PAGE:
A hundred members of Occupy Boston were arrested in the early hours of Tuesday morning after police tried and failed to get them to give up a satellite encampment across the street from their main Dewey Square occupation. Multiple reports from the scene suggest that the cops used excessive force in the course of making the arrests.
Meanwhile New York mayor Mike Bloomberg made his most conciliatory statement to date on Occupy Wall Street yesterday, saying that he would make no move against the demonstrators in Liberty Plaza “as long as they obey the laws.” Bloomberg, who had previously declined to answer questions about whether he would allow the camp to continue indefinitely, said yesterday that “the weather” could well be the determining factor in how long the occupation goes on.
What these two disparate developments — a raid in Boston, an olive branch in NYC — have in common is a recognition that shutting down major OWS protests is not a practical option for local police right now. Whether Bloomberg or Boston mayor Tom Menino would like to end the protests or not, they each recognize that right now any such attempt would prove disastrous. OWS is just too big, and too popular, to shut down completely.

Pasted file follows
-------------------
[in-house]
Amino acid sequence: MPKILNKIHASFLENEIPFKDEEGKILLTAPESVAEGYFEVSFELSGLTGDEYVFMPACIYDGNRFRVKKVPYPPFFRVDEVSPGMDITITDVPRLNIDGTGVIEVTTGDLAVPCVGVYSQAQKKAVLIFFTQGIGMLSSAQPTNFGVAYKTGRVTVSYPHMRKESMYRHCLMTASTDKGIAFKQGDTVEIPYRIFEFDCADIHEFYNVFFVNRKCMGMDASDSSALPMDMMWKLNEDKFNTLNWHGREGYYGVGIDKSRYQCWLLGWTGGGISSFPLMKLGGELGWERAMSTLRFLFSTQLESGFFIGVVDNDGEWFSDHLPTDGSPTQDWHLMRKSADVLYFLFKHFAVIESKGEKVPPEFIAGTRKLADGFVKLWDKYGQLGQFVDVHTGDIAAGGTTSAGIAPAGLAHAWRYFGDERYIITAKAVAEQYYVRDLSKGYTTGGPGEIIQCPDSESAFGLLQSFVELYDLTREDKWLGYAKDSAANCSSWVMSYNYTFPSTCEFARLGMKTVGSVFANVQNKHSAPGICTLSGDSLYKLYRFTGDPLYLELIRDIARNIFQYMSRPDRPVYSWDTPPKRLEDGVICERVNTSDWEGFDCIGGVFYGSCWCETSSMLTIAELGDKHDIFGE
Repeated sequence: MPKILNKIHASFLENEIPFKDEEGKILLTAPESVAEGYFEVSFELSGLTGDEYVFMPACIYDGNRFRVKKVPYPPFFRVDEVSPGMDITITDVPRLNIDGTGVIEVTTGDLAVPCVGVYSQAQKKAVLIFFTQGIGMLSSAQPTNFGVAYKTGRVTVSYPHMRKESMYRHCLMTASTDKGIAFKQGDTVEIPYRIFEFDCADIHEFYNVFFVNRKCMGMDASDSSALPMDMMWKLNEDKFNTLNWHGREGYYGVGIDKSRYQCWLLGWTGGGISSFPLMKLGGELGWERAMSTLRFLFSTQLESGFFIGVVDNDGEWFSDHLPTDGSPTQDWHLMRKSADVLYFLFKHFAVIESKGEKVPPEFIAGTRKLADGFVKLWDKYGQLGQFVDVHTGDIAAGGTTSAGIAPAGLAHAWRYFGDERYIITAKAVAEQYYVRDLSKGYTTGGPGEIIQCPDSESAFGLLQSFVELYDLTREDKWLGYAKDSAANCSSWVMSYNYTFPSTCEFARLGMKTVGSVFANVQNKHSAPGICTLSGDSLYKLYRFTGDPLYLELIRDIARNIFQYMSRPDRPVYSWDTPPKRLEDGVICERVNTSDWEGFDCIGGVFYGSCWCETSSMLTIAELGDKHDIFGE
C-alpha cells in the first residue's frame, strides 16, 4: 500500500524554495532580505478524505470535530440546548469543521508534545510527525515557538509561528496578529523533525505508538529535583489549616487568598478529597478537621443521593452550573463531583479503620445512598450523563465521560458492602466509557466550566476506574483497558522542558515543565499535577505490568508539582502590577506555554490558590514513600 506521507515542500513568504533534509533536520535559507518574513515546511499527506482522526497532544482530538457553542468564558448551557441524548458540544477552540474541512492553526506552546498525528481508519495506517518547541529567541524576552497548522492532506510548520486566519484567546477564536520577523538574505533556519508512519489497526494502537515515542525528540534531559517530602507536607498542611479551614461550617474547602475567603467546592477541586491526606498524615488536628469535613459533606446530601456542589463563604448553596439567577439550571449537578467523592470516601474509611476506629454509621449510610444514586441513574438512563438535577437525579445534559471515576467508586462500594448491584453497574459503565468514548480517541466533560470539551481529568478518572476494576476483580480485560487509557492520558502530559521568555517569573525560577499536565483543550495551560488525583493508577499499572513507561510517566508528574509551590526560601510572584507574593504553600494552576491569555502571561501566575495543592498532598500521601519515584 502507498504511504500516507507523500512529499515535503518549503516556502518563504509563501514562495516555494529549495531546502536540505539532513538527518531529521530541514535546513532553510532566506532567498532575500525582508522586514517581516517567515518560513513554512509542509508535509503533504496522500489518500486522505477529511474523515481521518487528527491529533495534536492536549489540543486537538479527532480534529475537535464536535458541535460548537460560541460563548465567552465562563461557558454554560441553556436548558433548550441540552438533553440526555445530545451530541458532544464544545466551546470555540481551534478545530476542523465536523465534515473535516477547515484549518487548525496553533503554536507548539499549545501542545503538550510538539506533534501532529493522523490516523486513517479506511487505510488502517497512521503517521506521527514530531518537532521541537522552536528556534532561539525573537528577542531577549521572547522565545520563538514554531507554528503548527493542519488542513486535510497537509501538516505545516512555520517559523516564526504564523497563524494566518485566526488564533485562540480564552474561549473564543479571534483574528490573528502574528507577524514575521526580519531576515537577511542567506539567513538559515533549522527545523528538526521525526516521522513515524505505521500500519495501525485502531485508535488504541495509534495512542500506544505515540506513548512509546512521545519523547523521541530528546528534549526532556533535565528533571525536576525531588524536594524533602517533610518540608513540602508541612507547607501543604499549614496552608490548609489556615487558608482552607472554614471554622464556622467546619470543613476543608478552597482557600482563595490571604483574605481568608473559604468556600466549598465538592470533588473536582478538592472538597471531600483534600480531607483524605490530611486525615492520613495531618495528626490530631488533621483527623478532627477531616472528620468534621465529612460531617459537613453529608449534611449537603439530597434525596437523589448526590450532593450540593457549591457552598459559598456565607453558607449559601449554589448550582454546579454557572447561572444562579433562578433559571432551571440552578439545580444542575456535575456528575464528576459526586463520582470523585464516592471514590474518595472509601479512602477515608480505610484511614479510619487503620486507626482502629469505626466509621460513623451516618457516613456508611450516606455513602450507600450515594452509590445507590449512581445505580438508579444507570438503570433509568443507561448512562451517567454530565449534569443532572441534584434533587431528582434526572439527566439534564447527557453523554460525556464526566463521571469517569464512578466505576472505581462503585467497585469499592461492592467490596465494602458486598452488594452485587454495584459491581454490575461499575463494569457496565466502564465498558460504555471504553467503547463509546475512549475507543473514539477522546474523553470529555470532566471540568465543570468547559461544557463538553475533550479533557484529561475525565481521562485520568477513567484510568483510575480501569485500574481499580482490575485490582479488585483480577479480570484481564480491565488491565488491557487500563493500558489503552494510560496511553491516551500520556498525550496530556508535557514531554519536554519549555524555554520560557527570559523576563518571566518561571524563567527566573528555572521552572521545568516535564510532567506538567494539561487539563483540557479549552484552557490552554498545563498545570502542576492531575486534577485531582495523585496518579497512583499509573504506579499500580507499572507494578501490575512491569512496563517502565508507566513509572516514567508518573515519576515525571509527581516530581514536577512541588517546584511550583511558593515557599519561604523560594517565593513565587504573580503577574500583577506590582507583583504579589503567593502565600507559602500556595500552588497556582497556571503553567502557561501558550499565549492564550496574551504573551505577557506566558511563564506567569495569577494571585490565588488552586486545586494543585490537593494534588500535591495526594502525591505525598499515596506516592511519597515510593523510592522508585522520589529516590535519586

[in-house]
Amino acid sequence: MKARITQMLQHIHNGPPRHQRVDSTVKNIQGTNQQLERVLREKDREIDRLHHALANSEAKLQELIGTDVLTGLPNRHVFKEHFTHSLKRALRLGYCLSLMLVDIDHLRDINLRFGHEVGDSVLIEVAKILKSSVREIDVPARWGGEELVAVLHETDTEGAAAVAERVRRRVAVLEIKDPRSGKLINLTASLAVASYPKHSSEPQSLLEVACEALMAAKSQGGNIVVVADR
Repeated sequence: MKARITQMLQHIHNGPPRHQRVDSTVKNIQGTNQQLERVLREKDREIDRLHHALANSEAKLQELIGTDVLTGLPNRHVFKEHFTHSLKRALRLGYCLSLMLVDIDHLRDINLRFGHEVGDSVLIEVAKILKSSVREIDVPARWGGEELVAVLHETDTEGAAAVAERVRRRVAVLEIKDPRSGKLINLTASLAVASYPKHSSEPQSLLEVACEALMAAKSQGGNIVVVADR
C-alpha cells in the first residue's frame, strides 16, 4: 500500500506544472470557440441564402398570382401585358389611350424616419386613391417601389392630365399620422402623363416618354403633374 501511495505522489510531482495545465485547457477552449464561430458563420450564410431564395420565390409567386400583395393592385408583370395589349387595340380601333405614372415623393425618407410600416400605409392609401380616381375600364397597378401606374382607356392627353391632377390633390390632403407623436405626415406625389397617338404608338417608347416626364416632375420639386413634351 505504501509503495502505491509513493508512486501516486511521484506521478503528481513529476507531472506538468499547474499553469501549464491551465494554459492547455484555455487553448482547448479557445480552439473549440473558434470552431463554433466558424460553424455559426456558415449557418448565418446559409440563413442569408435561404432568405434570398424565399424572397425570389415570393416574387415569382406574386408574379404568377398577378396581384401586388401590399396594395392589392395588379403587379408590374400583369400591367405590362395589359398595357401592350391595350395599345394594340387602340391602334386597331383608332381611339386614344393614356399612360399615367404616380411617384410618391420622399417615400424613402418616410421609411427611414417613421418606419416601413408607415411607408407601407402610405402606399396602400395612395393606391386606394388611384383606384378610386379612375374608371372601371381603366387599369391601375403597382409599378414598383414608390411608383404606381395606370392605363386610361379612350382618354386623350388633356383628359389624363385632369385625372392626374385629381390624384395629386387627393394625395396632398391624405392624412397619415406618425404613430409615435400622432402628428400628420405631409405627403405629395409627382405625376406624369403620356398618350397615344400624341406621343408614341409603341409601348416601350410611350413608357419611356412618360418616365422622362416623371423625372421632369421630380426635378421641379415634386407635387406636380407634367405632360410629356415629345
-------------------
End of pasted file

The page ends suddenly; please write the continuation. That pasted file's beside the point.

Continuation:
So instead of a full frontal assault, what we’re seeing in both New York and Boston is an attempt at containment. In NYC, that’s taken the form of mass arrests at street demonstrations. In Boston last night it took the form of pushback against expansion.
Expect to see more of this kind of pushback, in these cities and nationally. And expect to see heightened tension around it as the OWS movement grows in numbers and the spaces already occupied become ever more cramped.